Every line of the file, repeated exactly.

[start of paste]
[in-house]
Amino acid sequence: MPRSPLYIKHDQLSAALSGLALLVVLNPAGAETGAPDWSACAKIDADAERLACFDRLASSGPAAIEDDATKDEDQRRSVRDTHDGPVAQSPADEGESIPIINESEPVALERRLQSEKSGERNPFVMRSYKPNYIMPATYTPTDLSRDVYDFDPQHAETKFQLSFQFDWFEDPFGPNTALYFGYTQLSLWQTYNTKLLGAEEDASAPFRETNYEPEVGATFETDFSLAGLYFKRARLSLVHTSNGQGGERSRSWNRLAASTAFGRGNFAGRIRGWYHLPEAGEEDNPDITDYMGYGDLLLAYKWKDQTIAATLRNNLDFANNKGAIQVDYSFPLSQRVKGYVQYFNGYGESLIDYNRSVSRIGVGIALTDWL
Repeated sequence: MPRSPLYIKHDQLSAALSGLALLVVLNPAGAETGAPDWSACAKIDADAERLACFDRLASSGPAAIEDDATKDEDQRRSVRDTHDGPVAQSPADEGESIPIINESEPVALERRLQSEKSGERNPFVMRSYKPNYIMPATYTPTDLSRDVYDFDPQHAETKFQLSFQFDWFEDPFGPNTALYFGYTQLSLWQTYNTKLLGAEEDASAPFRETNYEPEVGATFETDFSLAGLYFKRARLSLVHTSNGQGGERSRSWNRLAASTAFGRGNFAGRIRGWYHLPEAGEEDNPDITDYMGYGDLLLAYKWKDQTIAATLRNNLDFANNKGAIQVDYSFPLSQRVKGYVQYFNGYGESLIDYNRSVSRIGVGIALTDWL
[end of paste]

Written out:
[in-house]
Amino acid sequence: MPRSPLYIKHDQLSAALSGLALLVVLNPAGAETGAPDWSACAKIDADAERLACFDRLASSGPAAIEDDATKDEDQRRSVRDTHDGPVAQSPADEGESIPIINESEPVALERRLQSEKSGERNPFVMRSYKPNYIMPATYTPTDLSRDVYDFDPQHAETKFQLSFQFDWFEDPFGPNTALYFGYTQLSLWQTYNTKLLGAEEDASAPFRETNYEPEVGATFETDFSLAGLYFKRARLSLVHTSNGQGGERSRSWNRLAASTAFGRGNFAGRIRGWYHLPEAGEEDNPDITDYMGYGDLLLAYKWKDQTIAATLRNNLDFANNKGAIQVDYSFPLSQRVKGYVQYFNGYGESLIDYNRSVSRIGVGIALTDWL
Repeated sequence: MPRSPLYIKHDQLSAALSGLALLVVLNPAGAETGAPDWSACAKIDADAERLACFDRLASSGPAAIEDDATKDEDQRRSVRDTHDGPVAQSPADEGESIPIINESEPVALERRLQSEKSGERNPFVMRSYKPNYIMPATYTPTDLSRDVYDFDPQHAETKFQLSFQFDWFEDPFGPNTALYFGYTQLSLWQTYNTKLLGAEEDASAPFRETNYEPEVGATFETDFSLAGLYFKRARLSLVHTSNGQGGERSRSWNRLAASTAFGRGNFAGRIRGWYHLPEAGEEDNPDITDYMGYGDLLLAYKWKDQTIAATLRNNLDFANNKGAIQVDYSFPLSQRVKGYVQYFNGYGESLIDYNRSVSRIGVGIALTDWL